Topic: Bolsheviks

 

An important round-table discussion was held in Moscow yesterday which assessed the role of the Bolsheviks and their leaders in Russian history.

The round-table talks were organized by the All-Russian Committee for the Removal of Lenin! www.netlenin.ru. The discussions were held in the State Duma of the Russian Federation and attended by more than 100 prominent politicians, scientists, historians, and philosophers, many of which tabled papers. Representatives from monarchist groups, Cossacks and the Russian Orthodox Church were also present.

The main purpose of the round-table is to consolidate public opinion from a historical perspective for the future development of Russia. Prominent thinkers, philosophers, scientists, along with representatives of the State Duma will work out a consensus on the moral and historical assessment of the October Revolution of 1917, the criminal activities of the Bolsheviks led by Vladimir Lenin. Of importance to those present will be the discussion of the removal of Lenin's remains from the mausoloeum on Red Square. The talks are considered a landmark, historic and watershed event in modern Russian history.

The main topics of discussion:

1. "Crimes of the Bolsheviks and their leaders. Extremism in the works of Lenin"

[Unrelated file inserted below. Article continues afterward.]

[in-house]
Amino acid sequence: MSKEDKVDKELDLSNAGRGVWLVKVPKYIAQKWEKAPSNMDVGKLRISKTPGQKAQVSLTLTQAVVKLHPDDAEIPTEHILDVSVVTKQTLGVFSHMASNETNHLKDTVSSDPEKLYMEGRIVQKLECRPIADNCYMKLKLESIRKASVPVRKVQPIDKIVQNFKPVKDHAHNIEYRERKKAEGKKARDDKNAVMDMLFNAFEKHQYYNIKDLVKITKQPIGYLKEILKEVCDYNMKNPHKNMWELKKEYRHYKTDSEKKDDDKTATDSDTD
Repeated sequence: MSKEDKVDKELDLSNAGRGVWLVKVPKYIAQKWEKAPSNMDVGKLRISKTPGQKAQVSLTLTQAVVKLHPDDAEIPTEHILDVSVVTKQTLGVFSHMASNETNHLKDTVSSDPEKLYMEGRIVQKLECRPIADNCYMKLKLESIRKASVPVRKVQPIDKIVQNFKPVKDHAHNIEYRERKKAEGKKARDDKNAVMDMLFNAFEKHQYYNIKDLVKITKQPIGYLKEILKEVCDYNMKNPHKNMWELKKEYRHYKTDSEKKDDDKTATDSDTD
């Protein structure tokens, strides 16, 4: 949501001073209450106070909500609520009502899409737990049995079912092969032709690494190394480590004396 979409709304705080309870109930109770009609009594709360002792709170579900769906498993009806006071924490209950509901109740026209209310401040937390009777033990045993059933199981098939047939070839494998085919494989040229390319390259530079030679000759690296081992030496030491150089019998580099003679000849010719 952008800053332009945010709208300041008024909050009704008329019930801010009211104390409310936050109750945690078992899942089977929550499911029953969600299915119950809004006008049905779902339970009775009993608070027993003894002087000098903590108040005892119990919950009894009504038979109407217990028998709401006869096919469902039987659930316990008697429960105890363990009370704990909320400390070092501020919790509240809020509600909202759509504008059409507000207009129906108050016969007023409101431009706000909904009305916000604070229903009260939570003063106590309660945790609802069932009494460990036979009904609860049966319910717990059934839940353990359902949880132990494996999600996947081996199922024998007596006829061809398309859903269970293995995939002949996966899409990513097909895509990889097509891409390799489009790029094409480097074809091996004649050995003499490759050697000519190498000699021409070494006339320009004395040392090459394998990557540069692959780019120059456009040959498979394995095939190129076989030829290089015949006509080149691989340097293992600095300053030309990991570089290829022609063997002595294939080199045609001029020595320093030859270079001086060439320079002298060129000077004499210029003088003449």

On the investigation of crimes committed by the Bolsheviks headed by Lenin himself; and by creating a public commission of inquiry into crimes of Lenin and to study issues relating to the murder of the Emperor Nicholas II and his family;

Speaker: Vladimir Lavrov, Russian historian Doctor of History, Academy of Natural Sciences, Deputy Director of the Institute of Russian History (up to 2011). Head of Research Center of Religion and the Church in Russia (until June 2012).  Author of works on the history of the Orthodox Church in Russia, the history of the revolution of 1917 in the Russian Empire.

2. "Bolshevism as the Red Faith"

Speaker: Petr V. Multatuli, Russian historian, author of a contemporary study of Nicholas II.

 3. "Evaluation of the Bolshevik era crimes in determining the identity of modern Russian"

Speaker: Alexander Tsipko, Russian expert in the field of social philosophy, political scientist. Senior Researcher, Institute of International Economic and Political Studies. Doctor of Philosophy.

4. "Spiritual and moral assessment of the further preservation of Lenin's body in the mausoleum on Red Square"

Speaker: Fr. Vladimir, a priest of the Russian Orthodox Church and the head of the Moscow Patriarchate Publishing.

5. "Lenin, as a source of inter-ethnic, and religious hatred in Russia"

Speaker: Leonid Simonovich-Niksic Donatovich, Russian public figure, the head of the Union of Orthodox Banner Bearers (SPH), the chairman of the Union of Orthodox Brotherhoods, co-chair of the St. Sergius of the Union of the Russian People, Deputy Chairman Union "Christian Revival", Deputy Chairman of the Society of Russian-Serbian friendship, head of the Russian-Serbian brotherhood.

6. "Cultural, historical and aesthetic background on the dismantling monuments to Lenin in Russia"